Is it the Flu or Meningitis?

January 11, 2018

Meningitis risk increases during flu season

meningitis or fluFlu season is upon us! At this point, it is very likely that you know someone who is currently sick, has been sick, or may be just coming down with the flu. Most people feel really crummy for a few days up to two weeks, and then get back to feeling normal. However, while most people get through the flu without complications, a few individuals will develop meningitis. In the United States, there are an estimated 8,000-11,000 cases of meningitis per year.
 
Meningitis is inflammation of the meninges, the protective covering of the brain and spinal cord. Inflammation of the meninges can be caused by different conditions, but is most often triggered by a viral or bacterial infection. During the flu season, when the number of meningitis cases also tends to peak, doctors worry about bacteria such as Haemophilus influenza type B. This bacteria can be found in the nose and throat, and are usually harmless. However, in people with weakened immune systems, such as those recovering from a cold or the flu, the bacteria can sometimes spread to the brain and cause meningitis. Meningitis is life-threatening if not treated promptly.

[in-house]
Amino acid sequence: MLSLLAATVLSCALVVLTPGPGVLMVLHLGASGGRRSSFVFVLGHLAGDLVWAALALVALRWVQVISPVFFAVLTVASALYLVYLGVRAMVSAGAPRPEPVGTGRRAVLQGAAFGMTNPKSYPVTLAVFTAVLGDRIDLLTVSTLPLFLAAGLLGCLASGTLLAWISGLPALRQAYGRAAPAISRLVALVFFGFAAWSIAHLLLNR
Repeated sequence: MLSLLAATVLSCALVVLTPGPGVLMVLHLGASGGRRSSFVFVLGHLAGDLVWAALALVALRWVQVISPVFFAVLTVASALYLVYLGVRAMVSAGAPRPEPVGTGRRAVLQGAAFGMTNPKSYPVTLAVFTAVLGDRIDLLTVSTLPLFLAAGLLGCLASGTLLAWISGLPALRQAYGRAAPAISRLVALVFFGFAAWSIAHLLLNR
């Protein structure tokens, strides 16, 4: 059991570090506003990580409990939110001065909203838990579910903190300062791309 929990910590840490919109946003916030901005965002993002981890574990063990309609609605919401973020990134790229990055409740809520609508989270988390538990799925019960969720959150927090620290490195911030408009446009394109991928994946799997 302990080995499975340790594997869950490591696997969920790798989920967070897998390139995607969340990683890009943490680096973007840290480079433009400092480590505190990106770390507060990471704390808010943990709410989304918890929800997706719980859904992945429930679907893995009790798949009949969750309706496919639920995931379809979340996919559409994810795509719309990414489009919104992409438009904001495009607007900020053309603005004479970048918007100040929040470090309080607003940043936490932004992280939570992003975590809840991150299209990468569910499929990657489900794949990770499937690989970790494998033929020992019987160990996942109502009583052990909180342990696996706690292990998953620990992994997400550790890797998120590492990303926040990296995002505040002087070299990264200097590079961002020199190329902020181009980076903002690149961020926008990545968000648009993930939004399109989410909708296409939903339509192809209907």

So what are the warning signs that something more serious than the flu may be happening? People with severe headache, light-sensitivity, neck stiffness and neck pain in addition to fever should seek immediate medical attention. If meningitis is suspected, a neurologist may be called to confirm diagnosis and determine if it is bacterial or viral meningitis. Bacterial meningitis requires prompt treatment with antibiotics.
 
The best measures to avoid any preventable illness are hand-washing and vaccination. Vaccines are available for some types of bacterial meningitis. Getting the flu shot can also help to keep you healthy. If you have any concerns about getting the flu shot, or questions about which vaccines are right for you, discuss them with your doctor. 


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